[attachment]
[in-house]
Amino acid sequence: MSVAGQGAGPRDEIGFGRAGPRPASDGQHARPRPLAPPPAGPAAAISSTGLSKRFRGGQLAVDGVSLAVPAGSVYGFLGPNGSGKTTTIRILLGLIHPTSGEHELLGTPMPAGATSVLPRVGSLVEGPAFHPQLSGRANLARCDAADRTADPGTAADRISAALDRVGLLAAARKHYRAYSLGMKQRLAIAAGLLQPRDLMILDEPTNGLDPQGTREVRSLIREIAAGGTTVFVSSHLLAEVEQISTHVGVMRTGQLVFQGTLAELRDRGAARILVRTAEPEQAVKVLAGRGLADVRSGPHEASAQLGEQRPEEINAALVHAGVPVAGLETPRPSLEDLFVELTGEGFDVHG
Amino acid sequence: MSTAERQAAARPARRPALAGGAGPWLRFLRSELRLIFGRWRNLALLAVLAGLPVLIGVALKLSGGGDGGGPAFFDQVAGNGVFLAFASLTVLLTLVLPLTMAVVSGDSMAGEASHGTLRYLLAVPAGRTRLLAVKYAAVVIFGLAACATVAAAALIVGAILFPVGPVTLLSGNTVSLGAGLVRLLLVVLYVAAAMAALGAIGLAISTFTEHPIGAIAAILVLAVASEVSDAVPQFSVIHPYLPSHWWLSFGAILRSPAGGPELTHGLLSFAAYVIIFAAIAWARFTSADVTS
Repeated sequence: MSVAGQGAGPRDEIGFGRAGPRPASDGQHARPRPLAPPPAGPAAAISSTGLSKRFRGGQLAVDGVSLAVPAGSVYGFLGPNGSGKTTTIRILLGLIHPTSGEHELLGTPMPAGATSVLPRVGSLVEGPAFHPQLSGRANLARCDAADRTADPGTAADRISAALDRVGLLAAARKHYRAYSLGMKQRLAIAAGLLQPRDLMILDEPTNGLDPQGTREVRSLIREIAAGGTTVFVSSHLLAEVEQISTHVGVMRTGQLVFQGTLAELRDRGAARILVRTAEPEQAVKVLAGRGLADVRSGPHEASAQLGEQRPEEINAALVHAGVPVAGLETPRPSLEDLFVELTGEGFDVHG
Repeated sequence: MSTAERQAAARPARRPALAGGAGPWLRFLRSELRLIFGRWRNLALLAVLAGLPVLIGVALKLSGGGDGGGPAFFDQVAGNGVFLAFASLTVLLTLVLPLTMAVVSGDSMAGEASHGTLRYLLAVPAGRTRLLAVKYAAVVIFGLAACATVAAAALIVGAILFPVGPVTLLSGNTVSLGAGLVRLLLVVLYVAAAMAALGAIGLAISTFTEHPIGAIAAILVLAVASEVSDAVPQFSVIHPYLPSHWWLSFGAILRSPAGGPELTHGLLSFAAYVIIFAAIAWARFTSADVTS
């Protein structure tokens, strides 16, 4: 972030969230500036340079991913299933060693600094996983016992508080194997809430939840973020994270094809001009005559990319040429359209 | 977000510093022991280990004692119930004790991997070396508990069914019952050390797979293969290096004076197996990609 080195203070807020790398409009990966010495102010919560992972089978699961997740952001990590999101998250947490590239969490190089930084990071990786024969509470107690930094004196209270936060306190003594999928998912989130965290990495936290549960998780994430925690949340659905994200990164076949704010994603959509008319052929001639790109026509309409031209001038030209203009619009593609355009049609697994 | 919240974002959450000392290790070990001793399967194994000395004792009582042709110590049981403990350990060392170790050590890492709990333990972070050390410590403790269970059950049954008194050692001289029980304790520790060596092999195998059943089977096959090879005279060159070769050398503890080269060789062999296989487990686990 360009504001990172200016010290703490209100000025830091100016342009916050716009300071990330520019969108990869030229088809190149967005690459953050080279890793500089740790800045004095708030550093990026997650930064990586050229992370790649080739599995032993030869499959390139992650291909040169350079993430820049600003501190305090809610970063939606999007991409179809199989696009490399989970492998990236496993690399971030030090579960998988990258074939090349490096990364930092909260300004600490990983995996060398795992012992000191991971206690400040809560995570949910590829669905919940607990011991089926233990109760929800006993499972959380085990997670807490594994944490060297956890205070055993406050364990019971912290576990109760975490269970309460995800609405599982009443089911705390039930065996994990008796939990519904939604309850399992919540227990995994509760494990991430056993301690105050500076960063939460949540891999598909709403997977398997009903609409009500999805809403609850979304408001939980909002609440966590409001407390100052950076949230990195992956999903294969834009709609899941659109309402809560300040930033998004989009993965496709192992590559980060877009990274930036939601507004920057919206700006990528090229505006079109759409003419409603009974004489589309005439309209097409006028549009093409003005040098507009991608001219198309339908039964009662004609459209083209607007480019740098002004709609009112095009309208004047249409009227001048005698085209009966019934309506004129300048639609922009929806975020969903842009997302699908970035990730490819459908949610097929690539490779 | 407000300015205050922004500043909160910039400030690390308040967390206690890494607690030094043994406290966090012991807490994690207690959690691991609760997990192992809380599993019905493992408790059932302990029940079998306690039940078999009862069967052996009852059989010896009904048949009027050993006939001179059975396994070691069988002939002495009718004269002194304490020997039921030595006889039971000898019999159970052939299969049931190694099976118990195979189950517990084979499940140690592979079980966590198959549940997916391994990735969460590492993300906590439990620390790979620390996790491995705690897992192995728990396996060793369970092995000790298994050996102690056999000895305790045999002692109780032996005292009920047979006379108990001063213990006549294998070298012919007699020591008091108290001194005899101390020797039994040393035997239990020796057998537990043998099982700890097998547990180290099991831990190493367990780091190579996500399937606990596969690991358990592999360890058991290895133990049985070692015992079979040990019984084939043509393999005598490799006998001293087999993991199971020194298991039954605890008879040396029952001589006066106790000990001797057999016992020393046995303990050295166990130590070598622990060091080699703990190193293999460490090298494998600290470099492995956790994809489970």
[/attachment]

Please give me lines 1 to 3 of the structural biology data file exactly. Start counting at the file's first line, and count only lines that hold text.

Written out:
[in-house]
Amino acid sequence: MSVAGQGAGPRDEIGFGRAGPRPASDGQHARPRPLAPPPAGPAAAISSTGLSKRFRGGQLAVDGVSLAVPAGSVYGFLGPNGSGKTTTIRILLGLIHPTSGEHELLGTPMPAGATSVLPRVGSLVEGPAFHPQLSGRANLARCDAADRTADPGTAADRISAALDRVGLLAAARKHYRAYSLGMKQRLAIAAGLLQPRDLMILDEPTNGLDPQGTREVRSLIREIAAGGTTVFVSSHLLAEVEQISTHVGVMRTGQLVFQGTLAELRDRGAARILVRTAEPEQAVKVLAGRGLADVRSGPHEASAQLGEQRPEEINAALVHAGVPVAGLETPRPSLEDLFVELTGEGFDVHG
Amino acid sequence: MSTAERQAAARPARRPALAGGAGPWLRFLRSELRLIFGRWRNLALLAVLAGLPVLIGVALKLSGGGDGGGPAFFDQVAGNGVFLAFASLTVLLTLVLPLTMAVVSGDSMAGEASHGTLRYLLAVPAGRTRLLAVKYAAVVIFGLAACATVAAAALIVGAILFPVGPVTLLSGNTVSLGAGLVRLLLVVLYVAAAMAALGAIGLAISTFTEHPIGAIAAILVLAVASEVSDAVPQFSVIHPYLPSHWWLSFGAILRSPAGGPELTHGLLSFAAYVIIFAAIAWARFTSADVTS